1917 – 2008

Photo courtesy of Sr Rosalie Klein

Florence Wald, the visionary leader of the American hospice movement, died November 8, 2008 at age 91. Prior to 1974 there were no hospice programs in the United States. Today, approximately 900,000 patients benefit from hospice care in their homes, hospitals, long-term care facilities, and free standing hospice facilities. Appointed Dean of the Yale University School of Nursing in 1958, she was introduced to hospice by Dame Cicely Saunders, the British physician who organized the world’s first hospice in London. In 1966 Mrs. Wald left her position at Yale to focus on setting up hospice in America. She traveled to London to learn about hospice under Saunders and returned to Connecticut where she and some colleagues opened the first American hospice program in 1974. This in-home program was joined by a free standing hospice home in 1980. Mrs. Wald’s latest project was the introduction of hospice care into the prison system. Once again begun in Connecticut, inmate volunteers are trained to comfort and care for dying prisoners.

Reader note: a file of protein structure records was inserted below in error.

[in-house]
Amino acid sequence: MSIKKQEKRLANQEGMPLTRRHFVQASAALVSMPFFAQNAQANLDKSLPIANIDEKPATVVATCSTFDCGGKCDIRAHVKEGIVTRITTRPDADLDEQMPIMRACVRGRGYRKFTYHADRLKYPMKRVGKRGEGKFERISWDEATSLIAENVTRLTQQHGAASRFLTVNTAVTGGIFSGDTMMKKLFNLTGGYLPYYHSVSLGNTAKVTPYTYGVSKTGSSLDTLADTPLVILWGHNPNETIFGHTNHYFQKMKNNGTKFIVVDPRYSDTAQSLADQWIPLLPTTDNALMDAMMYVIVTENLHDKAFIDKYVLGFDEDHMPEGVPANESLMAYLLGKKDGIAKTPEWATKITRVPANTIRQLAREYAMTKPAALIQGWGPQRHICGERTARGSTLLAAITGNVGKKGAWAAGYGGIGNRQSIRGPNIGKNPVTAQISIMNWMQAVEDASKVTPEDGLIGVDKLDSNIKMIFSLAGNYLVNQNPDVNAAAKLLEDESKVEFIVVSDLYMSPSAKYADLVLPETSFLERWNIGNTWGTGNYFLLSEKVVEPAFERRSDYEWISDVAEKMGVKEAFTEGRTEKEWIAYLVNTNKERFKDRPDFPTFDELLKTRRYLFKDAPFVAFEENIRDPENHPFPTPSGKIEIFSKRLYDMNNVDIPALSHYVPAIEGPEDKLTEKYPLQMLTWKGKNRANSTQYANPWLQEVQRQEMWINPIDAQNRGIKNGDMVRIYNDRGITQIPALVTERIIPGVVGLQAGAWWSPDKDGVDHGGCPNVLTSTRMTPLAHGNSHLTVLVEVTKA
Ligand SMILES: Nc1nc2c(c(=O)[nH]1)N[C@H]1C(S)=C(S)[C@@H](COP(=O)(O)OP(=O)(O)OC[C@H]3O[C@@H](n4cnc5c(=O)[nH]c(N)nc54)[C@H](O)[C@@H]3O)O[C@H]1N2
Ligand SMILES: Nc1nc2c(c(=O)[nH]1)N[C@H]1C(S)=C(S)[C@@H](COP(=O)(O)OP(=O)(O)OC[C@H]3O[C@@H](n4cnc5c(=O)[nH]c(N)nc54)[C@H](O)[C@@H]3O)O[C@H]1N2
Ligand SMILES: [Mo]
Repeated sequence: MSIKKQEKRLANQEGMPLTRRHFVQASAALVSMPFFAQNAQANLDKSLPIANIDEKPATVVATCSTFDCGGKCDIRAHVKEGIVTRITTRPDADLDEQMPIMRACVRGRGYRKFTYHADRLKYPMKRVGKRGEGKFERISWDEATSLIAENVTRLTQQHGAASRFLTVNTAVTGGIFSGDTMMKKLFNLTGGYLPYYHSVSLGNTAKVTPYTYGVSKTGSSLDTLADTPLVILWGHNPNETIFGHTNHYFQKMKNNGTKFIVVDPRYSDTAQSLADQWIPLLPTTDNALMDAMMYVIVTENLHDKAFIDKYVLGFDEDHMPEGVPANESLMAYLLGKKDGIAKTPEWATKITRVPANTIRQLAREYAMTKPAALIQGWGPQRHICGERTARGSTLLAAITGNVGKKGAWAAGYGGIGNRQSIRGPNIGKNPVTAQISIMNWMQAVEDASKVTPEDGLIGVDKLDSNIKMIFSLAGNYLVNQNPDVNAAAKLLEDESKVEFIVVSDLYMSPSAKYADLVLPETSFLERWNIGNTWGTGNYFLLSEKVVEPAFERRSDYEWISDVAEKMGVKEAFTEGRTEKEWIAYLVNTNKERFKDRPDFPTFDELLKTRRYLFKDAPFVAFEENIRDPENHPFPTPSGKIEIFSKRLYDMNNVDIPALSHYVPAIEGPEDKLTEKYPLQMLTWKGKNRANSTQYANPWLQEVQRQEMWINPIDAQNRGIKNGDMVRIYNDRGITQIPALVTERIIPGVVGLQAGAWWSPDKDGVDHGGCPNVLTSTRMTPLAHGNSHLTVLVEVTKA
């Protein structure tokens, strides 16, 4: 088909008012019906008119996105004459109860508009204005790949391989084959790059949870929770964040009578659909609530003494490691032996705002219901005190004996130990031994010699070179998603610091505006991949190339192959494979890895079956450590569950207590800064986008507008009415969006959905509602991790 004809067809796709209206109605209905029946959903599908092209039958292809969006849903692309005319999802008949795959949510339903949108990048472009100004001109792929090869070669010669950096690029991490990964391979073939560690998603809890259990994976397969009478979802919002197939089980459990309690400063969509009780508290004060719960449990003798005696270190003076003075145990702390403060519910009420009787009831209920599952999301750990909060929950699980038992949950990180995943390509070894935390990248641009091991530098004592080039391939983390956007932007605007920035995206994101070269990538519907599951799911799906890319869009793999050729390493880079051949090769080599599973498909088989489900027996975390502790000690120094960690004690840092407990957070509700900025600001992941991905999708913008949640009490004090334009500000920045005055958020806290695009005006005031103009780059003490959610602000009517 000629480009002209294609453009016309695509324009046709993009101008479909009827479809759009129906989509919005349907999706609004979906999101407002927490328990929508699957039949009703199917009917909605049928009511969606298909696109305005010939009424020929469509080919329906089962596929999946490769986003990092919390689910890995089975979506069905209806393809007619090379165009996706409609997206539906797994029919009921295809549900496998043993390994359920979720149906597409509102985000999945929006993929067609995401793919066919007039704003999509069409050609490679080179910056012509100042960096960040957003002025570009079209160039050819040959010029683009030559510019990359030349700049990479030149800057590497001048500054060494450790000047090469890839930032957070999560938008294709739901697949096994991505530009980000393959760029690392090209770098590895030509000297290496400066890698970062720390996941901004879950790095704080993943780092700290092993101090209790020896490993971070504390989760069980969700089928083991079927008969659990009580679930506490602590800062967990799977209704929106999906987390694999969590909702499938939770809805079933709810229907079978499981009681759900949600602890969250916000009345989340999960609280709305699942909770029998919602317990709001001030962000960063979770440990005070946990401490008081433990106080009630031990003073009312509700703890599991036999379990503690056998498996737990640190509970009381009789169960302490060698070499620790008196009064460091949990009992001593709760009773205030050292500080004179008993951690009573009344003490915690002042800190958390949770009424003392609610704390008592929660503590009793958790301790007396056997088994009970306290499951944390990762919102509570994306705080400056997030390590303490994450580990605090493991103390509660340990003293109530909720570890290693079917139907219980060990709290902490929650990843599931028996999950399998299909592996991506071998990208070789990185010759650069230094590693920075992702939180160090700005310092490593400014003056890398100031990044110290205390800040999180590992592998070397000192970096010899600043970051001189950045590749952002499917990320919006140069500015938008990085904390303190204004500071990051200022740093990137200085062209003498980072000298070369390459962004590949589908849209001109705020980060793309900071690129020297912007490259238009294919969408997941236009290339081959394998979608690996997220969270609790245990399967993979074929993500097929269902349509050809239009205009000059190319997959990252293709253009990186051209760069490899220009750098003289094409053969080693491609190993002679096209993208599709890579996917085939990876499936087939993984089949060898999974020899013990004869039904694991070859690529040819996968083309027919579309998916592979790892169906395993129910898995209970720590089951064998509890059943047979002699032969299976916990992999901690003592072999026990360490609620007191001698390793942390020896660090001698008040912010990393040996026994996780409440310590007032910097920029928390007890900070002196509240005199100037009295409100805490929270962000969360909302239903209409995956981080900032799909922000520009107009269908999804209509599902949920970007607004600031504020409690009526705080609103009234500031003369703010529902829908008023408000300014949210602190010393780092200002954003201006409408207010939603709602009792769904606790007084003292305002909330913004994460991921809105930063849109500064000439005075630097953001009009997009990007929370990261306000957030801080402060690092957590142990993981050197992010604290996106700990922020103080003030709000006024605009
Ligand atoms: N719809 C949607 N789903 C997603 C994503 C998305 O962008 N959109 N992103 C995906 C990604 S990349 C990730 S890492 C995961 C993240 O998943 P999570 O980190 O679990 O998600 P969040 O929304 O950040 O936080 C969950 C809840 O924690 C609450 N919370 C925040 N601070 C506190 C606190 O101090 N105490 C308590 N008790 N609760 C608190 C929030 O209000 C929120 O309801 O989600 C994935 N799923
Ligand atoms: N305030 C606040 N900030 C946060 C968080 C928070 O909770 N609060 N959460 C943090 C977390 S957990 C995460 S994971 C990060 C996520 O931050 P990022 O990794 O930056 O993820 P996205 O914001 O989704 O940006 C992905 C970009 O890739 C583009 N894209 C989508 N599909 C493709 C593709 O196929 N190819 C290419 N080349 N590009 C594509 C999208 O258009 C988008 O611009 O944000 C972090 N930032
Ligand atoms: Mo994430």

Mrs. Wald was born in the Bronx in 1917. Her nursing career was spurred by her childhood experiences in the hospital for recurring respiratory problems. She graduated from Mount Holyoke College in 1938 and received her master’s degree from Yale in 1941. Among her many honors were the Founder’s Award of the American Hospice Association and induction into the National Women’s Hall of Fame. She was also named a Living Legend by the American Academy of Nursing and received an honorary doctorate from Yale University.

**The information reported above was summarized from an obituary written by Dennis Hevesi, published in the New York Times, November 14, 2008.